We had gone several miles when it became clear that we should have prepared a bit more for the trek. We had failed to bring along either food or water, but were getting so close to our goal that we were determined to keep moving.

It had been a few hours of hiking when we hit an immense rocky clearing, labeled Soda Springs. Anything green was fully behind us now and the landscape ahead was the color of dark volcanic ash with a thick coat of snow that got thicker the higher we looked.

By our best estimate, we now had less than two miles to go to get as close to Mount Doom as possible without serious mountain climbing equipment (which, even if we had been capable of the task, wasn’t something that was possible under the icy conditions that time of year). We came to a sign that advised us not to go any further if we weren’t experienced hikers, but we both decided that we were too close to stop now.

Moving past the sign, the journey became an arduous one. We were no longer moving along a path, but instead following stone steps cut into the mountainside. Eric looked nowhere near as winded, but my own Hobbit-like physique called for frequent rests so I could catch my breath.

Higher and higher we climbed, careful to move slowly across icy patches. The path zigged and zagged and, oftentimes, moved very nearly straight up the cliff side. Finally, we came to a turn and realized that moving any further along would only move us away from the peak.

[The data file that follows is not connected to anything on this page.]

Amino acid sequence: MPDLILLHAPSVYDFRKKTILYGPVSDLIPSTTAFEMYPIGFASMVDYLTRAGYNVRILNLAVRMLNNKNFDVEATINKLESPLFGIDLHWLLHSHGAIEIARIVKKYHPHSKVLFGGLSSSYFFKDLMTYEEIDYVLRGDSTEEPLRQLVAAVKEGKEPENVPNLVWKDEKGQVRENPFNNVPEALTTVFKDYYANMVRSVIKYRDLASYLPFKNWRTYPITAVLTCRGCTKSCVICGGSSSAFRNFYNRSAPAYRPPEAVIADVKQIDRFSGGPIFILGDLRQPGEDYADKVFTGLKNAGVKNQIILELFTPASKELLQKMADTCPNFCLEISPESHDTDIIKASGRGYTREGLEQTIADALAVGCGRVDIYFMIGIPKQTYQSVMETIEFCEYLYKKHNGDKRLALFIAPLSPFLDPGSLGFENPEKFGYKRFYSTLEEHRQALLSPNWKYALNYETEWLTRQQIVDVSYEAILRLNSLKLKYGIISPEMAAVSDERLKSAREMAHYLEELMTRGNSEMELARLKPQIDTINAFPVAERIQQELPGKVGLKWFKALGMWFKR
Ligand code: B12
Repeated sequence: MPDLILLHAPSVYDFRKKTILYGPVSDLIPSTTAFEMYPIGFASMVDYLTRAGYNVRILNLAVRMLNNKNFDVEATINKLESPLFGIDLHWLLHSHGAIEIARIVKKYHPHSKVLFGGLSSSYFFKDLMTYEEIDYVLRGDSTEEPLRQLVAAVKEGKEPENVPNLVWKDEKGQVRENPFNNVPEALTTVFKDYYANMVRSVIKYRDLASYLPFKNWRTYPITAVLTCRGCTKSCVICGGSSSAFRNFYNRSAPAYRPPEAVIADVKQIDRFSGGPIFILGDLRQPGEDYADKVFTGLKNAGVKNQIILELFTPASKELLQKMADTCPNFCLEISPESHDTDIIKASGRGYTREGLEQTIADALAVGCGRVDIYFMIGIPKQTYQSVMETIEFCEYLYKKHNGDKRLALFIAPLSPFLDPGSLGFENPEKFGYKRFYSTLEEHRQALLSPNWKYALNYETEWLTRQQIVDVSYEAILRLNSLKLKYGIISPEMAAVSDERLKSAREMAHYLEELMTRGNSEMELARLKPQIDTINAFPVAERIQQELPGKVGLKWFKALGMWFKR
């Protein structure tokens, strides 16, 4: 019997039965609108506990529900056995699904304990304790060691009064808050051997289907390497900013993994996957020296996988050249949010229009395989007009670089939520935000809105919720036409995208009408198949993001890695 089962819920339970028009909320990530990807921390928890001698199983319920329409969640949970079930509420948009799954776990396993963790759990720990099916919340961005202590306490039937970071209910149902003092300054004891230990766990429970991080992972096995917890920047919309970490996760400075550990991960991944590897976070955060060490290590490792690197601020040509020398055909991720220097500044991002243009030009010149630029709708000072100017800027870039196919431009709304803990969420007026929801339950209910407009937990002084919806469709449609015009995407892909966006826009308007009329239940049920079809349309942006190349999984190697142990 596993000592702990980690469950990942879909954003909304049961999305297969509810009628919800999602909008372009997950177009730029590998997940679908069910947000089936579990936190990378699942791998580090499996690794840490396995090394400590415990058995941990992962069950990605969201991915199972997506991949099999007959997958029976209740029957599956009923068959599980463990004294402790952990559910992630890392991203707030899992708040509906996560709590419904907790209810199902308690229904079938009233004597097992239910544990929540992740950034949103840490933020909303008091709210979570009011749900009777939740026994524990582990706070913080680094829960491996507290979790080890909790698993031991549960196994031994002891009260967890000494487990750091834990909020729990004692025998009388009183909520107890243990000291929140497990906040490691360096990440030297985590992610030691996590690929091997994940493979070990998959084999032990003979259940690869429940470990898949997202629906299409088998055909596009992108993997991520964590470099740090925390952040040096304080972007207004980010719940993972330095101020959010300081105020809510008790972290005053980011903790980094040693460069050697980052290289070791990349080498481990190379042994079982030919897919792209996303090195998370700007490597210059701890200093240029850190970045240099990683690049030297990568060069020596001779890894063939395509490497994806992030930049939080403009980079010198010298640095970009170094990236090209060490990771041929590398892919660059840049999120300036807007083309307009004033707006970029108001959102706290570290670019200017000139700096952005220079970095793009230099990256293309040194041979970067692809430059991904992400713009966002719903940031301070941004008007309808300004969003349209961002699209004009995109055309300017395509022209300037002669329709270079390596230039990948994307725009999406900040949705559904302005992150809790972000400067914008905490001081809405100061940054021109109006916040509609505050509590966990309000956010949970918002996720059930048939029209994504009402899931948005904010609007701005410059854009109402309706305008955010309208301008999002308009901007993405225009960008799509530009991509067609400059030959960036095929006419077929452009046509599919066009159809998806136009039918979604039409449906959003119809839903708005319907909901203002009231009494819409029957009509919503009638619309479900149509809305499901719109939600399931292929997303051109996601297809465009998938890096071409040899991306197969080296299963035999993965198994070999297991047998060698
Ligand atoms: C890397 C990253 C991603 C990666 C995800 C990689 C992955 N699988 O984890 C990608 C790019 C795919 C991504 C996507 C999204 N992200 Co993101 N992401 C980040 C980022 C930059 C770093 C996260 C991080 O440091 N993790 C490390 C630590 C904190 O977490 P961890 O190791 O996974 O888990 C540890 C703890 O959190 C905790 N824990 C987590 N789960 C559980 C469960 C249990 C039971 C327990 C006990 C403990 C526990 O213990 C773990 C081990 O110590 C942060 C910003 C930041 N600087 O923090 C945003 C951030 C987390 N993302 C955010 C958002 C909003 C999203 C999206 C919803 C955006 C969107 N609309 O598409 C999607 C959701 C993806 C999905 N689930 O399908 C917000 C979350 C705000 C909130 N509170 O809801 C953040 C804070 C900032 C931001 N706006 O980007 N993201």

We had a small argument about the best way to dispose of the ring. Eric thought I should throw it up, but I wanted to drop it and instead, moved out across the rocks to a minor chasm and removed the gold band from its chain.

Clutching it one last time in my palm, I took aim and let the ring fly. It disappeared into the dark of the rocks below without a sound. I turned to look back at Eric and smiled.

The One Ring had been destroyed.

Although it was a substantially easier climb to move down the steps, avoiding the ice became even trickier and we were both exhausted. It was a definite relief to get back past the warning sign and, taking a slightly different path on our return journey, we discovered a small cabin where hikers can stay in cots for a $10 donation. At that point, however, we were just interested in finally getting some water.

Thinking our journey was at an end and feeling pretty good about it, I managed to pick up a Wi-Fi signal and found a wonderful surprise in my inbox. New Zealand’s tourism board, learning of our journey, had sent a very special invite. Making it back to the car, we set the GPS for a northern town called Matamata.

In the morning, we were going on a private tour of Hobbiton.

The Hobbiton Movie Set, another few hours drive North from the National Park, belongs to the Alexander Farm and was constructed by the New Zealand Army in 1999 for the original trilogy. When Peter Jackson wanted to return for scenes in “The Hobbit,” the owner, Russell Alexander, had just one request: This time, the dozens and dozens of Hobbit holes were built up with permanent materials, meaning the attraction will stand for years to come.